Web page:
A new deal for unions?
Norman Crowther, Senior Fellow Research and Development / 21 September 2017
At the TUC Congress this year, the CWU put forward a motion calling for a 'new model of trade unionism' which is a significant marker for the trade union movement as David Arnold's recent blog noted. With the 150th year of the TUC next year, it would be a further marker of intent if this motion was built upon to offer a model of trade unionism that went beyond current and established assumptions.
Andreas Schleicher (Head of OECD) sums up the problem in this way: 'societies get the trade unions they deserve.' This is a useful check for the trade union movement. Is there some way in which the movement is mirroring the very conditions of its crisis? How do trade unions operate that is so different to the general conditions of the economy around them? How do their strategies differ?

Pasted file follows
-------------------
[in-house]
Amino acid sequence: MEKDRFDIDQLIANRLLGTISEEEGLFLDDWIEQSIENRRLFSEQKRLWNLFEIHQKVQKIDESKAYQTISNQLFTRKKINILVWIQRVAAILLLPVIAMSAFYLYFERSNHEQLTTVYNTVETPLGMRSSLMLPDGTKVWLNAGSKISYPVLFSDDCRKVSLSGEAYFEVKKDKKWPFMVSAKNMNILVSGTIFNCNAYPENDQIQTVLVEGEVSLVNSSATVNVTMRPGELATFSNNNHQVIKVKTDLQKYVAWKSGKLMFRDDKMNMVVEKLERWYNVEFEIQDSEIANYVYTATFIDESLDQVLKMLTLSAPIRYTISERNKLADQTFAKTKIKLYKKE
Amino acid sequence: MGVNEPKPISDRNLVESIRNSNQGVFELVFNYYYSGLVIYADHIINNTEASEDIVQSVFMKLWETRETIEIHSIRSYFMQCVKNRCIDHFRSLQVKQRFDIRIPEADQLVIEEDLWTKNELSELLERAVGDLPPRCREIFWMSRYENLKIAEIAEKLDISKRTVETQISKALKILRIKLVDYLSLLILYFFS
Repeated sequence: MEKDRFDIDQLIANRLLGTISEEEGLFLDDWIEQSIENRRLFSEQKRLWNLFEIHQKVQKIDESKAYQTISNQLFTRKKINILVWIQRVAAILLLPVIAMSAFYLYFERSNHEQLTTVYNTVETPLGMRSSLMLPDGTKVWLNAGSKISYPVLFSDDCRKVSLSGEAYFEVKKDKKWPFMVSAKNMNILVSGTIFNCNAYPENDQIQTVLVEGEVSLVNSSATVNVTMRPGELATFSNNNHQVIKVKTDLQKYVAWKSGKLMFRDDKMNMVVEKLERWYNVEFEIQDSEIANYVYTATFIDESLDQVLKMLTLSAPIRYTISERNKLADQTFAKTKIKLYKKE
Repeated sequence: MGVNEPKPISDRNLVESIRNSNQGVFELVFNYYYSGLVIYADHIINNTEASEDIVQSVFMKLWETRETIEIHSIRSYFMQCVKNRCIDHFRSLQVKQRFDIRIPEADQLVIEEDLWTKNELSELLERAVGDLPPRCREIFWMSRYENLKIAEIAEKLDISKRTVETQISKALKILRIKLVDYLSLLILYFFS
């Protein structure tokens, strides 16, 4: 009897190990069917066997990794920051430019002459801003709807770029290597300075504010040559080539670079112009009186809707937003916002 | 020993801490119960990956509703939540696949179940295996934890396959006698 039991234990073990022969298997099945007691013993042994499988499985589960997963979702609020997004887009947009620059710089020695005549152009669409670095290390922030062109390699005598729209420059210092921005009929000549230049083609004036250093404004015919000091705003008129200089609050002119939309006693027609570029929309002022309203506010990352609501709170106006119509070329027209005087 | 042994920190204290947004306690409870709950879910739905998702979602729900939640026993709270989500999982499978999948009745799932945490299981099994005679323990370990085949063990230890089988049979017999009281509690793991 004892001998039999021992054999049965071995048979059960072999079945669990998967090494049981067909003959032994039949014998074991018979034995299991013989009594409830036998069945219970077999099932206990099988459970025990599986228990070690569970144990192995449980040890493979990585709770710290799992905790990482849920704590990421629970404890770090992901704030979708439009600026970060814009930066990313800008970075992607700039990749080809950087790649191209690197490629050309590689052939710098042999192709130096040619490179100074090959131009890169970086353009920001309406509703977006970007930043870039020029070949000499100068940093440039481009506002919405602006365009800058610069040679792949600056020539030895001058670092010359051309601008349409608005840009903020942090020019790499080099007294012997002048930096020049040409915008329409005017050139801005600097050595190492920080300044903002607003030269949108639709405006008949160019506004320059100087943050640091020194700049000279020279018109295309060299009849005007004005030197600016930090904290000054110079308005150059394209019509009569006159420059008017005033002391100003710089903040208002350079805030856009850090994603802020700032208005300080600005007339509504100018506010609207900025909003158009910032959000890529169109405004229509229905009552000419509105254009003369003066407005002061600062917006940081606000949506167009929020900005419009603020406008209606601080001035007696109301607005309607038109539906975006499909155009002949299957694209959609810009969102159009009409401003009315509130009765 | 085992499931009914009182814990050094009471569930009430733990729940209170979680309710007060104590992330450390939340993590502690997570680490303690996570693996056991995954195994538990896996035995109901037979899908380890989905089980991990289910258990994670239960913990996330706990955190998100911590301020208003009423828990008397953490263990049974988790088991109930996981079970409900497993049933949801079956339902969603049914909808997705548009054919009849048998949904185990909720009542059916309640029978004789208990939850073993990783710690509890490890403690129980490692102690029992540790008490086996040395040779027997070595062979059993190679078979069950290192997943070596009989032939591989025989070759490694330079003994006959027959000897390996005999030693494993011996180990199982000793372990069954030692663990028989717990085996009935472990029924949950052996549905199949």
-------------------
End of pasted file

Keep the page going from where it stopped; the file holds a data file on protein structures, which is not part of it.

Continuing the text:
There are, potentially, some distinctly uncomfortable truths here. Do trade unions operate like businesses? Do they compete with other trade union businesses? Do they co-operate like some businesses when it suits them? Do they have organised representation of their interests as business organisations? Do they have marketing departments, sorry communications? Do they lobby for their vested interests?
There are two great differences. The historical mission to build a socially just society that recognises the worth of workers in every way. And the belief that the purpose of work is itself to make society better – by building, educating, entertaining, nursing, provision of services and so forth.
But these are not uncontested notions. Some would argue that vested interests are part and parcel of trade unionism and that trade unions operate just like any other organisational interest.
How far do we need to go to reinvent the trade union model?
How do we get a grip on 'a new model for trade unionism'? Sometimes, it's good to use a different sort of lens in analysing a problem – at least, it may offer potentially insightful points on the way, if not a whole new paradigm. One way is to consider the idea of a strategic action field as proposed by Neil Fligstein and Doug McAdam (2012).